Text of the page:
Influence of land use, dispersal ability and deadwood on the feeding biology, community structure and reproductive mode of horned mites (Oribatida, Acari).
The population dynamics and trophic plasticity of horn mites (Oribatida) along land use gradients in forests have been insufficiently studied so far. In this project we investigate the following three topics:
1. temporal dynamics of soil-dwelling horn mite communities along a land-use gradient.
2. influence of land use on the feeding biology of horn mites by analysing neutral lipid patterns. This subproject will contribute to the understanding of trophic plasticity and niche breadth of horn mites.
3. influence of nutrient addition on horn mite communities of deadwood along a land use gradient (BeLongDead project). We cooperate with the project of Stefan Scheu (LitterLinks) and with the BeLongDead consortium (coordinated by Wolfgang Weisser).
Understanding the structure and function of soil animal communities is essential for understanding the function of the decomposer system “soil” as a whole. In recent years, horned mites (oribatids) have become one of the model taxa used to study soil community structure and function. Oribatids are a species-rich group with about 10,000 described species and densities of 20,000 – 400,000 m² in temperate forests. Despite immense progress in the fields of feeding biology (Maraun et al. 2011), reproductive biology (Maraun et al. 2012), dispersal ability and factors influencing oribatid community structure (Maraun et al. 2014), many questions about understanding the structure and function of soil animal communities remain poorly understood. In particular, the temporal dynamics of horned mite populations, the trophic niches that enable their high diversity in soil, and the high number of parthenogenetic species are least understood. The aim of this project is therefore to fill these gaps in our knowledge.
To this end, the following hypotheses are examined:
1. the density of parthenogenetic horned mite species fluctuates more in the annual cycle than that of sexual species, because the density of parthenogenetic species is regulated by density-independent factors (as these species are not subject to resource limitation; Scheu & Drossel 2007).
2. parthenogenetic oribatids occupy lower levels in food webs, i.e. are more likely to be primary decomposers and only rarely fungivores or predators. To this end, the nutritional biology of horn mites is studied using the method of fatty acid analysis (NLFAs).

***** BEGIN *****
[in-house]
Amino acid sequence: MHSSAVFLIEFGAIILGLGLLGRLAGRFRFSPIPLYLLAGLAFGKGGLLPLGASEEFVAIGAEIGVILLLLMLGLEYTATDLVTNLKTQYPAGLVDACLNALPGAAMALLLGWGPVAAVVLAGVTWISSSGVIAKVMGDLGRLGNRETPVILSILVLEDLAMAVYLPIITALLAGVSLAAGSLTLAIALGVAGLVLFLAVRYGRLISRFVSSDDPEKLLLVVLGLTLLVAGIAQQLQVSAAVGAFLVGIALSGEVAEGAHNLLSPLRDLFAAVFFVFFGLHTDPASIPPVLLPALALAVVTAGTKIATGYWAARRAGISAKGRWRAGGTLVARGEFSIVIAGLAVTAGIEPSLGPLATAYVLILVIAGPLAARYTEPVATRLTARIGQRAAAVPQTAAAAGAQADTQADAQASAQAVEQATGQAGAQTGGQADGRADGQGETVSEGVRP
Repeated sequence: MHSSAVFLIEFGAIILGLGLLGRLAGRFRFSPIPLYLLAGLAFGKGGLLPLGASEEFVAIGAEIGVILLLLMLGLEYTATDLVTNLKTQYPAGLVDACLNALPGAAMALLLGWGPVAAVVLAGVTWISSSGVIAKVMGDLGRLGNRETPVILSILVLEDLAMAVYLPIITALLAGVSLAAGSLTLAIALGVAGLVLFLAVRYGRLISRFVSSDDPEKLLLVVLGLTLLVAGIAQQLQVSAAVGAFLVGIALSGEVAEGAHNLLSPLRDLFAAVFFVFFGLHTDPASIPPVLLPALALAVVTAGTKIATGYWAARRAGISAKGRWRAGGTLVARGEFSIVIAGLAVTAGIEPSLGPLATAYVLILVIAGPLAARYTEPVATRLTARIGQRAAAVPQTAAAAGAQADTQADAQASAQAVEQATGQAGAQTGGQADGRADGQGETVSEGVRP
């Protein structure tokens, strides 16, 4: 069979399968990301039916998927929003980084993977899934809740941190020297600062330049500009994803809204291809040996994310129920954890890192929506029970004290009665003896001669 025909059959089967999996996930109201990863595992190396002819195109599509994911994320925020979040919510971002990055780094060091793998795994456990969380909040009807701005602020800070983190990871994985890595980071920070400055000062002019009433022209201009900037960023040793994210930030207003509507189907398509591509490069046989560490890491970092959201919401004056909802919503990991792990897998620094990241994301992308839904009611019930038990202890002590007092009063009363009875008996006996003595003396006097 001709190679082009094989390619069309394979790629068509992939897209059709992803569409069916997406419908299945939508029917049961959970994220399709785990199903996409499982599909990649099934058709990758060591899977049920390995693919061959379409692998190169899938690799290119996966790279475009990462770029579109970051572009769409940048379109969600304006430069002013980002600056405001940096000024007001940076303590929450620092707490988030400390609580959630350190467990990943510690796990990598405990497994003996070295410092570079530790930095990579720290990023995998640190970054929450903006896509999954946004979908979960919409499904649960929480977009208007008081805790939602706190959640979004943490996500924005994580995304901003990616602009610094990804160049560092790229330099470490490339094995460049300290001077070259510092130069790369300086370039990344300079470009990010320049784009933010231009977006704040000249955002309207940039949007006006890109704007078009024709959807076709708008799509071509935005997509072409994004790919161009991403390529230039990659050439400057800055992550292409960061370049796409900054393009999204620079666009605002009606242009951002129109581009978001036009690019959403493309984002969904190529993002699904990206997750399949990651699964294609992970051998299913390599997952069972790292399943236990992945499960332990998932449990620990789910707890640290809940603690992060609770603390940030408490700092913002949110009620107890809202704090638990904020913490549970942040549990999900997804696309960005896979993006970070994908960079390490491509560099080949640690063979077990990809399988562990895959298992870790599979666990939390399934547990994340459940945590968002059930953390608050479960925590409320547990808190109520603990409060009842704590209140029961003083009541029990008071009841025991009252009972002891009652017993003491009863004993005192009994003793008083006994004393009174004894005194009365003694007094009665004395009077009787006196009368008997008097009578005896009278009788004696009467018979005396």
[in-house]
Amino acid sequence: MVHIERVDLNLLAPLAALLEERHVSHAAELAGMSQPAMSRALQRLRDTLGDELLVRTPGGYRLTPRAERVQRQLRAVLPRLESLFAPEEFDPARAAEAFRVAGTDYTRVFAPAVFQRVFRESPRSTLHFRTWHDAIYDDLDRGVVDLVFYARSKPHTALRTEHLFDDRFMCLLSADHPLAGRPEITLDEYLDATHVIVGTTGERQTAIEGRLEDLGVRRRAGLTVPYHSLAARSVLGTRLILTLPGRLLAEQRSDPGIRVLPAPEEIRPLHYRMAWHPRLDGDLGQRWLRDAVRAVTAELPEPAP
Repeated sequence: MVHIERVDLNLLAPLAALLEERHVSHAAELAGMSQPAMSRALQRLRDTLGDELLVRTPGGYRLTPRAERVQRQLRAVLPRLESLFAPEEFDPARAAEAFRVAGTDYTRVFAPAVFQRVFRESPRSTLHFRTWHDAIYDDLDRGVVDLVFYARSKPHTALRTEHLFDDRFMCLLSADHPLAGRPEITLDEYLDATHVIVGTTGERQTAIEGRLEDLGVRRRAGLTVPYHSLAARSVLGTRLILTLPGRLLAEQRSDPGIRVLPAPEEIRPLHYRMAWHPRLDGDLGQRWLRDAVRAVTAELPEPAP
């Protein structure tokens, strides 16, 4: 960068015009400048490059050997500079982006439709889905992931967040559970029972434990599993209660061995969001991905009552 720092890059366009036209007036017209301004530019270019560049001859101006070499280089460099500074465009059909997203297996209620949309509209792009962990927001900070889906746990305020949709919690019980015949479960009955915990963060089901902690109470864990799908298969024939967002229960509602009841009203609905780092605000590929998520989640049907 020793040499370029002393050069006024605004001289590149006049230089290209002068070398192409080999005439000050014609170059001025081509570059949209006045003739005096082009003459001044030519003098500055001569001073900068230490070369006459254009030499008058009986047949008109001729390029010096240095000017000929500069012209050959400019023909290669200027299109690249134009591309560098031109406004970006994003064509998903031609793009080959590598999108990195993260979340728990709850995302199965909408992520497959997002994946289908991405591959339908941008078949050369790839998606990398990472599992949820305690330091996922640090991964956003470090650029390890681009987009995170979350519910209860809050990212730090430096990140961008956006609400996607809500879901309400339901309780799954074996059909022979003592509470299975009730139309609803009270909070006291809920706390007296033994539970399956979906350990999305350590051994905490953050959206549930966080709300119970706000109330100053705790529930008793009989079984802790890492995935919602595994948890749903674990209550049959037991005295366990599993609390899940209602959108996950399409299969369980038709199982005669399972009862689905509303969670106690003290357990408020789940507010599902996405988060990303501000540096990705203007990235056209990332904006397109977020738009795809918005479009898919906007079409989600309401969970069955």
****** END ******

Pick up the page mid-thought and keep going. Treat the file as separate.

3. increasing nutrient availability will shift the horn mite community of deadwood from sexual to parthenogenetic species. This experiment is being conducted as part of the BELongDead project of the Biodiversity Exploratories, as oribatids in this habitat largely reproduce sexually (90-95%; Erdmann et al. 2006; Fischer et al. 2010b).
Ehnes RB, Pollierer MM, Erdmann G, Klarner B, Eitzinger B, Digel C, Ott D, Maraun M, Scheu S, Brose U (2014) Lack of energetic equivalence in forest soil invertebrates. Ecology 95, 527-537
Maraun M, Augustin D, Müller J, Bässler C, Scheu S (2014) Changes in the community composition and trophic structure of microarthropods in sporocarps of the wood decaying fungus Fomitopsis pinicola along an altitudinal gradient. Applied Soil Ecology 84, 16-23
Wehner K, Scheu S, Maraun M (2014) Resource availability as driving factor of the reproductive mode in soil microarthropods (Acari, Oribatida). PLoS ONE 9: e104243
Heidemann K, Ruess L, Scheu S, Maraun M (2014) Nematode consumption by mite communities varies in different forest microhabitats as indicated by molecular gut content analysis. Experimental and Applied Acarology 64, 49-60
Klarner B, Maraun M, Scheu S (2013) Trophic diversity and niche partitioning in a species rich predator guild – natural variations in stable isotope ratios (13C/12C, 15N/14N) of mesostigmatid mites (Acari, Mesostigmata) from Central European beech forests. Soil Biology and Biochemistry 57, 323-333
Birkhofer K, Schöning I, Alt F, Herold N, Klarner B, Maraun M, Marhan S, Oelmann Y, Wubet T, Yurkov A, Begerow D, Berner D, Buscot F, Daniel R, Diekötter T, Ehner RB, Erdmann G, Fischer C, Foesel B, Groh J, Gutknecht J, Kandeler E, Lang C, Lohaus G, Meyer A, Nacke H, Näther A, Overmann J, Polle A, Pollierer MM, Scheu S, Schloter M, Schulze ED, Schulze W, Weinert J, Weisser WW, Wolters V, Schrumpf M (2012) General relationships between abiotic soil properties and soil biota across spatial scales and different land-use types. PLoS ONE 7(8), e43292
Maraun M, Norton RA, Ehnes R, Scheu S, Erdmann G (2012) Positive correlation of density and parthenogenetic reproduction in oribatid mites supports the “Structured Resource Theory of Sexual Reproduction”. Evolutionary Ecology Research 14, 311-323
Erdmann G, Scheu S, Maraun M (2012) Regional factors rather than forest type drive the community structure of soil living oribatid mites (Acari, Oribatida). Experimental and Applied Acarology 57, 157–169
Maraun M, Erdmann G, Fischer BM, Pollierer MM, Norton RA, Schneider K, Scheu S (2011) Stable isotopes revisited: their use and limits for oribatid mite trophic ecology. Soil Biology and Biochemistry 43, 877-882